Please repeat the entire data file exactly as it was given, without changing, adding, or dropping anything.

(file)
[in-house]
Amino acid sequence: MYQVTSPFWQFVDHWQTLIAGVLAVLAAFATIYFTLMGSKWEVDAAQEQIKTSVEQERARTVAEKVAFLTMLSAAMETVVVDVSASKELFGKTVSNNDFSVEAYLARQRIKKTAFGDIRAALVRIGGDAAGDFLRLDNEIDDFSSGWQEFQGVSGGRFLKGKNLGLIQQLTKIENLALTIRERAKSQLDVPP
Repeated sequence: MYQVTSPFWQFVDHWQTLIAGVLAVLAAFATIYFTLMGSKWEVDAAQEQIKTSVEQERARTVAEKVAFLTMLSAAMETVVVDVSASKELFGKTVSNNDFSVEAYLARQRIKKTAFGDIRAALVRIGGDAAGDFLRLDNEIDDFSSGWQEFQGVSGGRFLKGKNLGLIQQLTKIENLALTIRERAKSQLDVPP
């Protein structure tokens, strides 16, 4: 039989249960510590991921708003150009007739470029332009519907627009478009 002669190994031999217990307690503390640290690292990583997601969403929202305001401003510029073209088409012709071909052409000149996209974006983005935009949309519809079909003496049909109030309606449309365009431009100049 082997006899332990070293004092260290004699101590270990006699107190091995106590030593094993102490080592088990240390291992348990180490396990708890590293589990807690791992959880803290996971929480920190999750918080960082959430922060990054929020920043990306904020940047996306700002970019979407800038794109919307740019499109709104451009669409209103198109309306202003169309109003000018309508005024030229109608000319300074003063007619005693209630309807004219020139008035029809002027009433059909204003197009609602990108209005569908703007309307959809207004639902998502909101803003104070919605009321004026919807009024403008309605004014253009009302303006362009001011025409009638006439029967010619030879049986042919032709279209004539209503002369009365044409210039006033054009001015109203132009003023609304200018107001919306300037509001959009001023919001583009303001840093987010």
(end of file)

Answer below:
[in-house]
Amino acid sequence: MYQVTSPFWQFVDHWQTLIAGVLAVLAAFATIYFTLMGSKWEVDAAQEQIKTSVEQERARTVAEKVAFLTMLSAAMETVVVDVSASKELFGKTVSNNDFSVEAYLARQRIKKTAFGDIRAALVRIGGDAAGDFLRLDNEIDDFSSGWQEFQGVSGGRFLKGKNLGLIQQLTKIENLALTIRERAKSQLDVPP
Repeated sequence: MYQVTSPFWQFVDHWQTLIAGVLAVLAAFATIYFTLMGSKWEVDAAQEQIKTSVEQERARTVAEKVAFLTMLSAAMETVVVDVSASKELFGKTVSNNDFSVEAYLARQRIKKTAFGDIRAALVRIGGDAAGDFLRLDNEIDDFSSGWQEFQGVSGGRFLKGKNLGLIQQLTKIENLALTIRERAKSQLDVPP
């Protein structure tokens, strides 16, 4: 039989249960510590991921708003150009007739470029332009519907627009478009 002669190994031999217990307690503390640290690292990583997601969403929202305001401003510029073209088409012709071909052409000149996209974006983005935009949309519809079909003496049909109030309606449309365009431009100049 082997006899332990070293004092260290004699101590270990006699107190091995106590030593094993102490080592088990240390291992348990180490396990708890590293589990807690791992959880803290996971929480920190999750918080960082959430922060990054929020920043990306904020940047996306700002970019979407800038794109919307740019499109709104451009669409209103198109309306202003169309109003000018309508005024030229109608000319300074003063007619005693209630309807004219020139008035029809002027009433059909204003197009609602990108209005569908703007309307959809207004639902998502909101803003104070919605009321004026919807009024403008309605004014253009009302303006362009001011025409009638006439029967010619030879049986042919032709279209004539209503002369009365044409210039006033054009001015109203132009003023609304200018107001919306300037509001959009001023919001583009303001840093987010």